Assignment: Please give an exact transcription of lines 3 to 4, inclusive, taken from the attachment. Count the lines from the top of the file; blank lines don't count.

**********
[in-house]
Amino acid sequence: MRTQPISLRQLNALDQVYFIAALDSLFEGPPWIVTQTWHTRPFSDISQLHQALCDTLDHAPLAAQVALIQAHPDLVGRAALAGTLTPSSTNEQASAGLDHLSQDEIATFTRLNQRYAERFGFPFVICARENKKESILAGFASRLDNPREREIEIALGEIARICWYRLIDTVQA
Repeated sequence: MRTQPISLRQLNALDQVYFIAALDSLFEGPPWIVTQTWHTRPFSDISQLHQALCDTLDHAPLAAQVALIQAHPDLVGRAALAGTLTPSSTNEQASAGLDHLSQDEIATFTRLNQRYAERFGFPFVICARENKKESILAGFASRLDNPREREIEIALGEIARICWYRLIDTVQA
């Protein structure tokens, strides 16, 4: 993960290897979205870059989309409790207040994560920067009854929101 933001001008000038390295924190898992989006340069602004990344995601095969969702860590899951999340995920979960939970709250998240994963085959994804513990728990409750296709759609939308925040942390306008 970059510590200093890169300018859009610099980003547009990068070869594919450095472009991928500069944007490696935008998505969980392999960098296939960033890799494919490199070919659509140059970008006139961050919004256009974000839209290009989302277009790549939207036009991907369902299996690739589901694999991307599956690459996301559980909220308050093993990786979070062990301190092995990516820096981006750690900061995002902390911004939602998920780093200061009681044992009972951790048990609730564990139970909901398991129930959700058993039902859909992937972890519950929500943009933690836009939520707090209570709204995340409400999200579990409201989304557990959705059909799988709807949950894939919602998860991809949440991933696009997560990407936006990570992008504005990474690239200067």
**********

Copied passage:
Repeated sequence: MRTQPISLRQLNALDQVYFIAALDSLFEGPPWIVTQTWHTRPFSDISQLHQALCDTLDHAPLAAQVALIQAHPDLVGRAALAGTLTPSSTNEQASAGLDHLSQDEIATFTRLNQRYAERFGFPFVICARENKKESILAGFASRLDNPREREIEIALGEIARICWYRLIDTVQA
């Protein structure tokens, strides 16, 4: 993960290897979205870059989309409790207040994560920067009854929101 933001001008000038390295924190898992989006340069602004990344995601095969969702860590899951999340995920979960939970709250998240994963085959994804513990728990409750296709759609939308925040942390306008 970059510590200093890169300018859009610099980003547009990068070869594919450095472009991928500069944007490696935008998505969980392999960098296939960033890799494919490199070919659509140059970008006139961050919004256009974000839209290009989302277009790549939207036009991907369902299996690739589901694999991307599956690459996301559980909220308050093993990786979070062990301190092995990516820096981006750690900061995002902390911004939602998920780093200061009681044992009972951790048990609730564990139970909901398991129930959700058993039902859909992937972890519950929500943009933690836009939520707090209570709204995340409400999200579990409201989304557990959705059909799988709807949950894939919602998860991809949440991933696009997560990407936006990570992008504005990474690239200067």